Safety and Privacy in the Time of COVID-19: Contact Tracing Applications

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Safety and Privacy in the Time of COVID-19: Contact Tracing Applications

Emre Kursat Kaya, Research Fellow

As the number of global COVID-19 confirmed cases passed 5 million, public and private actors are continuing to take measures to contain the pandemic. Government actions have varied from one country to another. While some countries have chosen to apply strict lockdowns, others have adopted laissez-faire attitudes. Yet, a common denominator for containing the spread of the virus has been the use of a trio of non-pharmaceutical interventions: social distancing, testing, and contact tracing for infected individuals.

While there are significant scientific and political debates on both social distancing rules and the number of testing, this paper focuses on contact tracing applications (apps). Contact tracing provides authorities information required to identify anyone who has been in relatively close contact with the subject individual. Health authorities widely use this instrument to create the list of at-risk individuals who a certain patient has been in contact with. Traditionally, manual contact tracing has been the most widely used method. It consists of interviews, CCTV footage analysis, credit card usage history, and other labor-intensive/time-consuming activities.

Digital contact tracing has been put forward by public authorities to automatize and accelerate the process. In most cases, the system requires the use of a smartphone to function. Currently, there is no universally adopted contract tracing method. Developed apps differ in several aspects. The main divergences are regarding the use of GPS location or Bluetooth data and the centralized or decentralized storage of data. The different models and their use in practice will be described in the second part of this paper.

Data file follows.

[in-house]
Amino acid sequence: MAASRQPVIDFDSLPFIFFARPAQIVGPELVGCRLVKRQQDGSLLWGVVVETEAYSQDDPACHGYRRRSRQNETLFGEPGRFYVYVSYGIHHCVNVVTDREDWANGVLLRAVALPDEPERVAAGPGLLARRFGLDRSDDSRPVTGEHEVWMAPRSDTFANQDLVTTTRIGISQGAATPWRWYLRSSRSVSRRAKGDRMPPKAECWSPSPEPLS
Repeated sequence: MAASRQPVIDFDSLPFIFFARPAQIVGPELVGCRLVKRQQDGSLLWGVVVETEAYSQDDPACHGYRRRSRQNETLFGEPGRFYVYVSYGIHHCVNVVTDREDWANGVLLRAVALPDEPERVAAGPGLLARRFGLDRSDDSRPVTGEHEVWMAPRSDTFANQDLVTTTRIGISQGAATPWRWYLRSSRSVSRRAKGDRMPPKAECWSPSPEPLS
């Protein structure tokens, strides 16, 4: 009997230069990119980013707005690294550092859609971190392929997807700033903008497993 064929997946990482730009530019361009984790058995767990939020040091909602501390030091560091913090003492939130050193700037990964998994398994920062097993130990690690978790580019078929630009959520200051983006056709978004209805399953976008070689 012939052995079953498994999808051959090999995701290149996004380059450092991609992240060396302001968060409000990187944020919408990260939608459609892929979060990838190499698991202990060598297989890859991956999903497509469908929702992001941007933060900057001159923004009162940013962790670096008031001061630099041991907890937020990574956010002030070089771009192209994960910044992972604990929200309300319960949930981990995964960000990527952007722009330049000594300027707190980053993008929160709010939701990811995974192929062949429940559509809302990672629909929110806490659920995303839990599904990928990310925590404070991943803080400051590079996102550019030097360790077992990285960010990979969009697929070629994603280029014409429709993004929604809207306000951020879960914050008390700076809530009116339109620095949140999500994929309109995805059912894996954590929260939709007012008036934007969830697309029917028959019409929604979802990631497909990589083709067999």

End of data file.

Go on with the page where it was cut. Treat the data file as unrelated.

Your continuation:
Regardless of the type of application adopted, there are two large debates around the use of these digital tools to increase the safety of citizens. The first debate is about the efficacy of these apps. Are they game-changers? What is their potential impact on the fight against the virus? Effectiveness is an umbrella prerequisite that will be further fractioned in this paper.

The second debate regarding the widespread use of these apps is around privacy issues. What kind of data will these apps collect? Which are the measures to take to safeguard personal data? Is there a risk of mission creep? As for any policy intervention, and especially for one which suggests a trade-off between safety and privacy, a proportionality test must be envisaged.

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